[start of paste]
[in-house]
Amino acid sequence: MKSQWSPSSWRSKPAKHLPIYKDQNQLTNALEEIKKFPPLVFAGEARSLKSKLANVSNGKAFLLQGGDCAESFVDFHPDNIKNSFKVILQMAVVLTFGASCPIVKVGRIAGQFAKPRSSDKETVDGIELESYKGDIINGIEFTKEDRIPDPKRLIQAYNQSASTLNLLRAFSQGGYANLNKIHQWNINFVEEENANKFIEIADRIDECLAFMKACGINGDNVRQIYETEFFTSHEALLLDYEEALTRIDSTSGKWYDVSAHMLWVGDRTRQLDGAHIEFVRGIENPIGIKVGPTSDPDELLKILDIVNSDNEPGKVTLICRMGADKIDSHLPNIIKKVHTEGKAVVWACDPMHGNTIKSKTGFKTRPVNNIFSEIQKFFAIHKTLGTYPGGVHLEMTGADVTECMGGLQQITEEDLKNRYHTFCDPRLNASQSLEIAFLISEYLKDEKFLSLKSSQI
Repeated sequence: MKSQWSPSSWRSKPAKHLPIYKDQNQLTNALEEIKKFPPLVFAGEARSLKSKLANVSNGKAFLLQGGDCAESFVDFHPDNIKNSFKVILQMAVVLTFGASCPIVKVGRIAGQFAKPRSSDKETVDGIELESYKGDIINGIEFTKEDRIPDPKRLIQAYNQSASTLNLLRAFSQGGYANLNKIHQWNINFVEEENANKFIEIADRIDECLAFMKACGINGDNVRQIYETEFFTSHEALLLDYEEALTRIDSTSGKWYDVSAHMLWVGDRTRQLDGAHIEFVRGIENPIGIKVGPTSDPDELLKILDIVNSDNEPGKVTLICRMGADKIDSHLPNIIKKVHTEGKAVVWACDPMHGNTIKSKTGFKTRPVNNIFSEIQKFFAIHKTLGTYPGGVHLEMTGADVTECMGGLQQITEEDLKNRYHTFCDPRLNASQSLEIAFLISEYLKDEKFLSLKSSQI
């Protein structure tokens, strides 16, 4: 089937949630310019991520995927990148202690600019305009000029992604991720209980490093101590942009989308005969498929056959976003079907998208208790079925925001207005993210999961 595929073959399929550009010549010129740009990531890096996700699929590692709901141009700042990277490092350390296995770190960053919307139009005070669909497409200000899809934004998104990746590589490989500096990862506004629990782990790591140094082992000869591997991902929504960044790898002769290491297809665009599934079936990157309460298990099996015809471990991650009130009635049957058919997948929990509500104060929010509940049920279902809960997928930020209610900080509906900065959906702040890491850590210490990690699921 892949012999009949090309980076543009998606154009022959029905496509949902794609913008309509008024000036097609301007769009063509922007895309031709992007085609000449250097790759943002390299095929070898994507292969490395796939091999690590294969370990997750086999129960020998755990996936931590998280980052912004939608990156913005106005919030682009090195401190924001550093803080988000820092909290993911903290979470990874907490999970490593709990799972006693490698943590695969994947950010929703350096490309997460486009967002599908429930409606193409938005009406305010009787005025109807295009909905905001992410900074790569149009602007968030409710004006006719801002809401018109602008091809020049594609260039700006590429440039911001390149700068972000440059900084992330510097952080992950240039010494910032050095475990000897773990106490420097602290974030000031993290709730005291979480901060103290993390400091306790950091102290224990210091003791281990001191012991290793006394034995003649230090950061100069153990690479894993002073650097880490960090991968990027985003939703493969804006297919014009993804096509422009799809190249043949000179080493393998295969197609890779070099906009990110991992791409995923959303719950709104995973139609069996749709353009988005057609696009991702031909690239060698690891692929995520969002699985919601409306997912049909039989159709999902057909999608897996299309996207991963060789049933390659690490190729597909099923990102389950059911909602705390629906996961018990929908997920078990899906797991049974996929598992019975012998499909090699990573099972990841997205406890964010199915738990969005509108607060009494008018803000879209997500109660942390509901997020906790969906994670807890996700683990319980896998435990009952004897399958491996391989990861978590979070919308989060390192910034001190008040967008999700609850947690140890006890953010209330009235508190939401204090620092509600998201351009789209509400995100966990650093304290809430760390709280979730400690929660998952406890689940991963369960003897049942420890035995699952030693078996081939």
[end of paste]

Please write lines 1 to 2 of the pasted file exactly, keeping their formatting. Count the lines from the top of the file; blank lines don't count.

[in-house]
Amino acid sequence: MKSQWSPSSWRSKPAKHLPIYKDQNQLTNALEEIKKFPPLVFAGEARSLKSKLANVSNGKAFLLQGGDCAESFVDFHPDNIKNSFKVILQMAVVLTFGASCPIVKVGRIAGQFAKPRSSDKETVDGIELESYKGDIINGIEFTKEDRIPDPKRLIQAYNQSASTLNLLRAFSQGGYANLNKIHQWNINFVEEENANKFIEIADRIDECLAFMKACGINGDNVRQIYETEFFTSHEALLLDYEEALTRIDSTSGKWYDVSAHMLWVGDRTRQLDGAHIEFVRGIENPIGIKVGPTSDPDELLKILDIVNSDNEPGKVTLICRMGADKIDSHLPNIIKKVHTEGKAVVWACDPMHGNTIKSKTGFKTRPVNNIFSEIQKFFAIHKTLGTYPGGVHLEMTGADVTECMGGLQQITEEDLKNRYHTFCDPRLNASQSLEIAFLISEYLKDEKFLSLKSSQI